In a couple of weeks it will be September. September is childhood cancer awareness month. Over the course of the upcoming month I am sure you will see many stats that are unsettling. Stats like how only 4% of US Federal funding goes towards cancer funding for children, or how childhood cancers have risen 24% in the last 40 years. As startling as the stats may be, September is about kids. Kids that are sick, really sick. For some their outlook is good. For instance, children diagnosed with Acute Lymphocytic Leukemia (ALL), which is the most common type of childhood cancer, have a 90% survival rate to where as children diagnosed with the cancer that Kyanna had, Diffuse Intrinsic Pontine Glioma (DIPG), have a survival rate of almost 0%. In fact 90% of children diagnosed with DIPG will not live another year. In order to solve problems you have to admit there is one. Kids getting cancer is a problem. Once you realize that, you can either work on finding a cure or find reasons it is happening in the first place.
One of the first research papers to link childhood cancer, leukemia, to electromagnetic fields came in 1979 and dealt with powerlines and magnetic fields. There have been many studies since then that have verified their results which were that children exposed to magnetic fields at levels of as little as 3mG had a higher rate of leukemia. Since that time there has been more attention paid to electromagnetic fields. As researchers explored electromagnetic radiation and how it interacted with health, more and more adverse health effects were found. Some of the most recent studies, from the last couple of months, find links to cancer by exposure from electromagnetic radiation. This includes studies done by the National Toxicology Program which shows a link between cell phones and brain cancer, and the Ramazzini Study that shows a dose-related increased incidence in breast cancer. In addition, there is a Swedish study finding of higher rate of cancer in proximity to FM transmitters. Not all studies have shown electromagnetic radiation to be harmful. Why? Because we want electromagnetic radiation to be safe, so we can go on enjoying all of the things that it offers. We are not the only ones that want it to be ‘safe’. In a 2006 research paper done on industry funding-bias, the conclusion states “you should take in account sponsorship when interpreting results”. This ongoing discrepancy on results has led many to question the validity of the research and overall has caused confusion for the general public. Know there is more than just a smattering of research papers that show adverse effects, there are thousands.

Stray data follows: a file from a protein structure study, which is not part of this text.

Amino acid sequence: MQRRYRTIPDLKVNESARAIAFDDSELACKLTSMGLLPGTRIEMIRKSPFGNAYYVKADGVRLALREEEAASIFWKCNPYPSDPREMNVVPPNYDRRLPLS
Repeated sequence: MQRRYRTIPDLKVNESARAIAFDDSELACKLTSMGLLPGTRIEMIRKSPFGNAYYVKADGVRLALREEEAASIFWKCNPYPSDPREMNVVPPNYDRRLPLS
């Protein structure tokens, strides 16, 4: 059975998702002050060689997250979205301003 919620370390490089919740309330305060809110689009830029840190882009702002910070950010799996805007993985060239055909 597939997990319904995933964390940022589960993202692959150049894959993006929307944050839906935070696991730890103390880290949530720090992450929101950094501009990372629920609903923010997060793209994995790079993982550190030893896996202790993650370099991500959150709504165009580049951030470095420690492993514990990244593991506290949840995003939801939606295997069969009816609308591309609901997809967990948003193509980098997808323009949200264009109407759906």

Kyanna didn’t defy the odds. In fact she died less than 2 months after being diagnosed. When she was diagnosed we asked why. The reason that Kyanna is not here is unsettling, because the reasons are all around us. An over-exposure to electromagnetic fields from a variety of places, and a variety of kinds is the reason that my daughter is no longer here. I can’t stop them all, I can just mitigate them the best I can. Sadly, by the time I put it all together it was more than 7 months after she passed away. By then it was way too late to help Kyanna, but maybe it is in time for the rest of us. Until more people realize that the wonders and conveniences that we have at the tips of our fingers at all times may not be as great and as safe as we thought, things like what happened to Kyanna will happen to others. It is not a matter of if. It is a matter of when. Society’s exposure to electromagnetic radiation is increasing. Since the advent of electricity, and now in its many current daily uses, we are exposed to more than a quintillion times more radiation than naturally occurs. (Saving you a google search, a quintillion is 18 zeros and is still considered at safe levels of exposure in the US. As a reference, our national debt is 19 trillion. You would need to increase that 100,000 times to be at the same level.) Is it then a wonder why there is a rise in neurological disorders, auto-immune issues, or why cancer is so prevalent? According to cancer.org, for a male your chances of developing cancer in your lifetime is 1:2 and the chance of dying from cancer is 1:4. A female risk of developing cancer is 1:3 and their risk of dying of cancer 1:5. At some point people will have to ask the question: Why?